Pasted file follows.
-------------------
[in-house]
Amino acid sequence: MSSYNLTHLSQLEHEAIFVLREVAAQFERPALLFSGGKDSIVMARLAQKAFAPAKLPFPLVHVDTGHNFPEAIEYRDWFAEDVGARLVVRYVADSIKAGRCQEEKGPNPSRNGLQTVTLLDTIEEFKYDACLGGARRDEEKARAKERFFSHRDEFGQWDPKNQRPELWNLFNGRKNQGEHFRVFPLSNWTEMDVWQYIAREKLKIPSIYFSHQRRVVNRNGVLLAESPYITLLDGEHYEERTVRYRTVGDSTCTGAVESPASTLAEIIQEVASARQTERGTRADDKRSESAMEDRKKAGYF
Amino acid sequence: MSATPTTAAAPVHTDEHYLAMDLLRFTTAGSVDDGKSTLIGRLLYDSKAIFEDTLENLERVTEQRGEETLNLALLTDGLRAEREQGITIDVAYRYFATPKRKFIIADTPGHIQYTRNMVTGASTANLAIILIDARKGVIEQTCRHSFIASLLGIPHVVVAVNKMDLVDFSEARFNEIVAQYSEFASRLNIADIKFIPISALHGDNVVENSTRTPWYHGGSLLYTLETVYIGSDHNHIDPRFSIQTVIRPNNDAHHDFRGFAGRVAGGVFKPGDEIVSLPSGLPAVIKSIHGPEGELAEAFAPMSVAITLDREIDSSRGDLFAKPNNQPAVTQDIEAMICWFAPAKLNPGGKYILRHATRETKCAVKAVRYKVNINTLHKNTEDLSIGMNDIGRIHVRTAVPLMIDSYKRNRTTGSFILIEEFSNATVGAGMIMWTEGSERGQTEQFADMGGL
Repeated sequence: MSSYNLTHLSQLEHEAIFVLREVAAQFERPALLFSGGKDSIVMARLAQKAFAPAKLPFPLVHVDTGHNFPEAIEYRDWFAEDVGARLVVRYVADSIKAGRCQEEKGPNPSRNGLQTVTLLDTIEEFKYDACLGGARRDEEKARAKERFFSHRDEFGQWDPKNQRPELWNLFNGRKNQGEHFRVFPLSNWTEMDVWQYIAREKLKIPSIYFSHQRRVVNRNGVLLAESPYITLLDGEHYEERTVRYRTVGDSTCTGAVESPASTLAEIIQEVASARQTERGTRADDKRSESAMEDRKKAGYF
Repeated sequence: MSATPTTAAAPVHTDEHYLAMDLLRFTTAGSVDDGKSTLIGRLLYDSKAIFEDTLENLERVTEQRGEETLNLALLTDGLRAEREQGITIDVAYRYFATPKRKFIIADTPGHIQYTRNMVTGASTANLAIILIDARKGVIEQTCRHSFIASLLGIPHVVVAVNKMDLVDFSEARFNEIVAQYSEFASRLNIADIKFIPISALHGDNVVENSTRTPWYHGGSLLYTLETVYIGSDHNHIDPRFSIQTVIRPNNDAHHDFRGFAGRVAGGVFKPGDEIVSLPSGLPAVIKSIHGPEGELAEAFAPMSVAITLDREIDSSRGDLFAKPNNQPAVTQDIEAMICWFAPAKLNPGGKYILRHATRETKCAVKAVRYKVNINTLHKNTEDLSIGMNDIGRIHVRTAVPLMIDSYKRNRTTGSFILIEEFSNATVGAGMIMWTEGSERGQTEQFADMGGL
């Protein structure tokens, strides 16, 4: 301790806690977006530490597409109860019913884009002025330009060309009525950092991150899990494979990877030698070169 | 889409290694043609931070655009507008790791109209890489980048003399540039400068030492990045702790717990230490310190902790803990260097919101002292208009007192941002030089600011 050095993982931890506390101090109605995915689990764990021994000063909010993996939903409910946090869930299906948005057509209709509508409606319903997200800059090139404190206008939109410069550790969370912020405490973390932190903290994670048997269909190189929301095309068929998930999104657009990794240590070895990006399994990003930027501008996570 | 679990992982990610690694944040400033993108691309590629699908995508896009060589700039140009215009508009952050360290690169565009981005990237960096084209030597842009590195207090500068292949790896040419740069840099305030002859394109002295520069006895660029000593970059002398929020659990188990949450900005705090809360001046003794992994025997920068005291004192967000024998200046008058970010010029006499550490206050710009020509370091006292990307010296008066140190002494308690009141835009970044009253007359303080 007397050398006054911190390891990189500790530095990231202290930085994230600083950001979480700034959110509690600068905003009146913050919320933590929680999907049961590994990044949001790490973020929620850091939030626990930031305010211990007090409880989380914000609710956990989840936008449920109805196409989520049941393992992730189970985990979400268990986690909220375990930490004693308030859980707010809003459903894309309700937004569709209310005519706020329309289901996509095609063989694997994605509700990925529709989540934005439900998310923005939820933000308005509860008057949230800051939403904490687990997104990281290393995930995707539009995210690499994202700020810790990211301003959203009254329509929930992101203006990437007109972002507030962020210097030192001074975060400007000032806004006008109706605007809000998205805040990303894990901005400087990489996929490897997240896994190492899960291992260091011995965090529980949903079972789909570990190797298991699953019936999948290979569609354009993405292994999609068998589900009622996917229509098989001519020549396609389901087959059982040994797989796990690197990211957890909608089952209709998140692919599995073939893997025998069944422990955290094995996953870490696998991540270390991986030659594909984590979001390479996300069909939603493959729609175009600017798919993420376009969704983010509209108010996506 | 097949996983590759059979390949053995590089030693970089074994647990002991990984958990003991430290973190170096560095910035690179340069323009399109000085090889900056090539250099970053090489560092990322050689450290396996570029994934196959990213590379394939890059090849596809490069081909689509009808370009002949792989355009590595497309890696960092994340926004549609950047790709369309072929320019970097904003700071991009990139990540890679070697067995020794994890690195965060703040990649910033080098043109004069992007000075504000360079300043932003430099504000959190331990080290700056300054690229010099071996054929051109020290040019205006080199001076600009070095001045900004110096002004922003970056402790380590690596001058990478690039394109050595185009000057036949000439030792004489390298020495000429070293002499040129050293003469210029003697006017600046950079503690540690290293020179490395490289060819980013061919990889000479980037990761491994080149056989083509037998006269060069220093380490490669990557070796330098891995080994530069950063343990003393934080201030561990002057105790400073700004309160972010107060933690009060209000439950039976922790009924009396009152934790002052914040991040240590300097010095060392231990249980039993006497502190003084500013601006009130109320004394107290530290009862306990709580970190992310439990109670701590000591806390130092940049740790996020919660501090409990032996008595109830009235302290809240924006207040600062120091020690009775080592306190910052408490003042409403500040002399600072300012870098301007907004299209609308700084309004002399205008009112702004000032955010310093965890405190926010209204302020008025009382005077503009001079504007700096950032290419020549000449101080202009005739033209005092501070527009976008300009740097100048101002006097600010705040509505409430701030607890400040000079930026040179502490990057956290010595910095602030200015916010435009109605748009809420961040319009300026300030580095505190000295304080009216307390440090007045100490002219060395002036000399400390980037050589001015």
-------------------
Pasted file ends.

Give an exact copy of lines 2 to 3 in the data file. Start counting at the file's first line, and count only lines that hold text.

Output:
Amino acid sequence: MSSYNLTHLSQLEHEAIFVLREVAAQFERPALLFSGGKDSIVMARLAQKAFAPAKLPFPLVHVDTGHNFPEAIEYRDWFAEDVGARLVVRYVADSIKAGRCQEEKGPNPSRNGLQTVTLLDTIEEFKYDACLGGARRDEEKARAKERFFSHRDEFGQWDPKNQRPELWNLFNGRKNQGEHFRVFPLSNWTEMDVWQYIAREKLKIPSIYFSHQRRVVNRNGVLLAESPYITLLDGEHYEERTVRYRTVGDSTCTGAVESPASTLAEIIQEVASARQTERGTRADDKRSESAMEDRKKAGYF
Amino acid sequence: MSATPTTAAAPVHTDEHYLAMDLLRFTTAGSVDDGKSTLIGRLLYDSKAIFEDTLENLERVTEQRGEETLNLALLTDGLRAEREQGITIDVAYRYFATPKRKFIIADTPGHIQYTRNMVTGASTANLAIILIDARKGVIEQTCRHSFIASLLGIPHVVVAVNKMDLVDFSEARFNEIVAQYSEFASRLNIADIKFIPISALHGDNVVENSTRTPWYHGGSLLYTLETVYIGSDHNHIDPRFSIQTVIRPNNDAHHDFRGFAGRVAGGVFKPGDEIVSLPSGLPAVIKSIHGPEGELAEAFAPMSVAITLDREIDSSRGDLFAKPNNQPAVTQDIEAMICWFAPAKLNPGGKYILRHATRETKCAVKAVRYKVNINTLHKNTEDLSIGMNDIGRIHVRTAVPLMIDSYKRNRTTGSFILIEEFSNATVGAGMIMWTEGSERGQTEQFADMGGL